I was nearly five when Daddy graduated from the UNC School of Medicine. I remember his black gown against a backdrop of pink azaleas in full bloom and the dark, angular shadows that his square cap cast on his young face that day. I remember holding his hand as I walked atop the stone walls that lined McCorkle Place on the way back to our car.
Father’s Day stirs up cherished memories of life in Chapel Hill with my dad [Joey M. Carter, MD] – Fourth of July fireworks and fall football at Kenan Stadium, basketball games in Carmichael, shadowing him on his Saturday morning hospital rounds and dancing in the living room as he played Scott Joplin’s “The Entertainer” on the piano.
Before my 10th birthday in 1972, Dad was named the third Womack Scholar at UNC. Later, he assisted in UNC’s first kidney transplant and served as the chief of staff at N.C. Memorial Hospital. When he wasn’t putting faces and lives back together as a surgeon, he worked in the yard, push-mowing the grass or trimming the roses as he listened to WCHL on his AM transistor radio.
After 14 years of training, he finally became a plastic and reconstructive surgeon. He transformed the diseased, injured and unrecognizable into the beautiful and grateful. Over chili dogs, Carolina red slaw and sweet tea, he would pass before-and-after, color Kodak slides around the supper table. Holding them up to the light one by one, we’d discuss his surgery du jour. Mom and I winced at the before photos and wowed the grand finales: an ear sliced off a speeding motorcyclist’s head now seamlessly reattached, an ironworker’s nose eroded by skin cancer now rebuilt and a woman’s chest, disfigured by a mastectomy, now restored.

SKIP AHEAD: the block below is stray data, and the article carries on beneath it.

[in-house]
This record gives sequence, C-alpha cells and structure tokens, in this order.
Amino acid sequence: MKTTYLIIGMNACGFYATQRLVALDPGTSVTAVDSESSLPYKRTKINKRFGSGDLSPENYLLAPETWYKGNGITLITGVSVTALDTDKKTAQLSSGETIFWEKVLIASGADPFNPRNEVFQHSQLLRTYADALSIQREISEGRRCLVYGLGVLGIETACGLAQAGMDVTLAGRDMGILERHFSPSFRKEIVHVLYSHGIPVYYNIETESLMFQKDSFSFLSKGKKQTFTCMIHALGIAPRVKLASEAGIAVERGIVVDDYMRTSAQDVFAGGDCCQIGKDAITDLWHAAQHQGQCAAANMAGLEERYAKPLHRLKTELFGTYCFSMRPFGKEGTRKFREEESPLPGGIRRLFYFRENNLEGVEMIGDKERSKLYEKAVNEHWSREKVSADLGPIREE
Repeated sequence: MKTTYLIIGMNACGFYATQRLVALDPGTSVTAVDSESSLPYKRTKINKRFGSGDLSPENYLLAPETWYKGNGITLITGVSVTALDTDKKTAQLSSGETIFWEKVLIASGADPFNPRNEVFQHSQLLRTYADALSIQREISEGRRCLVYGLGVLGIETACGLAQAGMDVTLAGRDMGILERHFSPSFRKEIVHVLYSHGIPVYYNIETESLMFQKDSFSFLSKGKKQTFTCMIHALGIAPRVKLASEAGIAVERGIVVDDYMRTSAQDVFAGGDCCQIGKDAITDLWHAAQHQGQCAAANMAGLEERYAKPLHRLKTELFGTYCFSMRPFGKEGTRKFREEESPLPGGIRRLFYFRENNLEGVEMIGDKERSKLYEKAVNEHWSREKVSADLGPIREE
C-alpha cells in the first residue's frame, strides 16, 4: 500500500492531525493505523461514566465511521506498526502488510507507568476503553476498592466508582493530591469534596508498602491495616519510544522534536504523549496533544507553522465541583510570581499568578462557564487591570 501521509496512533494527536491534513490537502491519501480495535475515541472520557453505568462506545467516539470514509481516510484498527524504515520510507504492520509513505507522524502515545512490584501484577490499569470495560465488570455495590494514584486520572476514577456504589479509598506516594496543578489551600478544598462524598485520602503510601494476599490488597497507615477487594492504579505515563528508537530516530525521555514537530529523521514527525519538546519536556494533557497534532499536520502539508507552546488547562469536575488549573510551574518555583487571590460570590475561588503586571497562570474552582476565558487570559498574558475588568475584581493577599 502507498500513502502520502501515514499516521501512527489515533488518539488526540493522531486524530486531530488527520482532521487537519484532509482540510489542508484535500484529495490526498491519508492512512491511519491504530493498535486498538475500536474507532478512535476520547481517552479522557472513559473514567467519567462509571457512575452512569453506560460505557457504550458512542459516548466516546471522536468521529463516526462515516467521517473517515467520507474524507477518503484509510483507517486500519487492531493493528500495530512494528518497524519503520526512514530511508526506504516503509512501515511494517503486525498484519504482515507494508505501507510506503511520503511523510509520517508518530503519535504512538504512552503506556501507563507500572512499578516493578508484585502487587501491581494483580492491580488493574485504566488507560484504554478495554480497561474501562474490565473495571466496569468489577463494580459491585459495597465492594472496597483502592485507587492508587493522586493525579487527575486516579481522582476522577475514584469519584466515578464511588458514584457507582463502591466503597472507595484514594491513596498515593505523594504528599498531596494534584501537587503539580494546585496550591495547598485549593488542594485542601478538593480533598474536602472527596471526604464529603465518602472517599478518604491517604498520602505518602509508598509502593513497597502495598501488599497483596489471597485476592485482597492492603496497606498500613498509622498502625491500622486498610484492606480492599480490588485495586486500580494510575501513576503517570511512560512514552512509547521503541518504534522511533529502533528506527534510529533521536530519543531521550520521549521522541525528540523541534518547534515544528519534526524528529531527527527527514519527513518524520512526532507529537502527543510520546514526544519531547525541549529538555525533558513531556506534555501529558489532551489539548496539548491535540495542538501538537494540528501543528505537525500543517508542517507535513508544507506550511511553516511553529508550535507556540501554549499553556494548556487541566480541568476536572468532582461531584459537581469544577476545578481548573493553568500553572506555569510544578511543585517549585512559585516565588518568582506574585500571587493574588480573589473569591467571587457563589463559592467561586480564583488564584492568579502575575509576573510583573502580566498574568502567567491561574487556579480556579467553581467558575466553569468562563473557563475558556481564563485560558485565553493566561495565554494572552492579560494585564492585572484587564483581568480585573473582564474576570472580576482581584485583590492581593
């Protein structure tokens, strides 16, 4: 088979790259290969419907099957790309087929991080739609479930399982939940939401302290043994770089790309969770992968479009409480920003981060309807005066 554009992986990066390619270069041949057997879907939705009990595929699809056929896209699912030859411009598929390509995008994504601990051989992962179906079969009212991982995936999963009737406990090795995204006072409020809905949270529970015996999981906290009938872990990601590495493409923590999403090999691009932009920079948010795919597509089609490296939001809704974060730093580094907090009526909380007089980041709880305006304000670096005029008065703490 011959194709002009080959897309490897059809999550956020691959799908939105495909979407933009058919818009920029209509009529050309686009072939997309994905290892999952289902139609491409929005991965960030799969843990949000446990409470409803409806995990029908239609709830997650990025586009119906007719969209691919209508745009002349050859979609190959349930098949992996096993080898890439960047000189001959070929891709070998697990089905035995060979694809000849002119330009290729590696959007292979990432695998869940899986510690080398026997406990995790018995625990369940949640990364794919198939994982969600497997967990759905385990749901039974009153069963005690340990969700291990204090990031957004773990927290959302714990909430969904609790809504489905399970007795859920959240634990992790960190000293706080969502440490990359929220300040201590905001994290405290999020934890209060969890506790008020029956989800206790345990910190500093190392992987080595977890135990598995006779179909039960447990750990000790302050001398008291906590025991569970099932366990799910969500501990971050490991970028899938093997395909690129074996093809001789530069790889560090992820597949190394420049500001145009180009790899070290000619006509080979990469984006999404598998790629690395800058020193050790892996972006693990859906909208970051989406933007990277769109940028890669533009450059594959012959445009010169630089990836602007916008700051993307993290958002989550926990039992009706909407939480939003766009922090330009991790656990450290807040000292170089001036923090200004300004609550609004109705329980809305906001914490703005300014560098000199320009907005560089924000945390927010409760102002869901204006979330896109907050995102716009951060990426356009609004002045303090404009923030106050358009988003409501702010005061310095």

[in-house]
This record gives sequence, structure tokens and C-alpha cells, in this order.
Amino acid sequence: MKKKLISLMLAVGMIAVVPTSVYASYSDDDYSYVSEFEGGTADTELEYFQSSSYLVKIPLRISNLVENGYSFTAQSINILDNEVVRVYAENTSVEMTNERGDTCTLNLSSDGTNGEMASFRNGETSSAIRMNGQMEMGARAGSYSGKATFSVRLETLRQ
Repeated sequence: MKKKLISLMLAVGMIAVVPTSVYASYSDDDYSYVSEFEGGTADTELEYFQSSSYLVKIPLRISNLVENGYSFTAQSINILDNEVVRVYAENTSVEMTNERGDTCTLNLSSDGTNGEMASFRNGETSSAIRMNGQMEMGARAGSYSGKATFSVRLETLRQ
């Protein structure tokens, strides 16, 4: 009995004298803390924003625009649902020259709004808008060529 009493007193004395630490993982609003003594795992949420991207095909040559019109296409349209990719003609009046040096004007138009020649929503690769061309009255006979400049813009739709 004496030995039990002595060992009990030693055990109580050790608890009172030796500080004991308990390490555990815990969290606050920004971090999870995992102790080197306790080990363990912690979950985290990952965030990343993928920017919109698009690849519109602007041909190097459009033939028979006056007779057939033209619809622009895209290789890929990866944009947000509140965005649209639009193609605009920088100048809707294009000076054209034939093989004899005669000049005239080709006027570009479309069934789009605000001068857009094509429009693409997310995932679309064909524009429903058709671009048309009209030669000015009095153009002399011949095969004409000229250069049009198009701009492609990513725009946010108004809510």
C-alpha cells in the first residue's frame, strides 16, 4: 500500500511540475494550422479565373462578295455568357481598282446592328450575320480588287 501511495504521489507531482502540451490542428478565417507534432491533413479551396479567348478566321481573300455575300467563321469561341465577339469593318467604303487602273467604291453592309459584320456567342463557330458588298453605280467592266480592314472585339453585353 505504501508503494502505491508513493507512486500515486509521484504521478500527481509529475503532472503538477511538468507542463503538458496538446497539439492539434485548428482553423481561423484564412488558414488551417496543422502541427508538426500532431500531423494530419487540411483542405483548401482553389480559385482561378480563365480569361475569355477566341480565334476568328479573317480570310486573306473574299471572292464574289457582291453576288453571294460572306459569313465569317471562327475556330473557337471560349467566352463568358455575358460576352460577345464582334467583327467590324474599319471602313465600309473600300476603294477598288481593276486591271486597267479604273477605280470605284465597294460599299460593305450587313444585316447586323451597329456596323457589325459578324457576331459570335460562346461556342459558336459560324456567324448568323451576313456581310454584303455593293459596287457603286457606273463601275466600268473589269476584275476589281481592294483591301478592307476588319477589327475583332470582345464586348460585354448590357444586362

Those suppertime discussions were quite a contrast to the quiet Saturday afternoons spent with Daddy, exploring the woods in what is now the Booker Creek subdivision and the unnamed waterfall that used to cascade from what is now Lake Ellen. Other days, we explored unseen worlds together in his study through the lens of his microscope. Anything small enough was game for inspection – a hair from my head, a dead fly’s wing, a drop of ditch water. As night fell, he’d set up his orange telescope on the dogwood- flanked deck and scan the twilight sky for the comets and constellations that orbited the center of the universe, our backyard. Pointing out Venus, Jupiter and a gaggle of sisters called The Pleiades, he encouraged me to shoot for the stars.
I miss my dad, not just on Father’s Day, but every day. Yet, somehow, he’s still with me here in Chapel Hill. He’s still near in the memories of enjoying burgers and dirty fries at Brady’s and cheesy lasagna at The Rathskeller. He’s with me as I remember browsing The Intimate Bookshop on Franklin Street and flying model airplanes together in the open fields at Horace Williams Airport.
Life wasn’t perfect. Sure, there were gray days, lots of dreary, teenage journal entries and too much woe-is-me poetry during those growing up years in Chapel Hill. But, generally, life was bright and stable, full of fragrant honeysuckle vines, red cardinals, lightning bugs and Charlie Brown specials – all of it undergirded by a father’s love.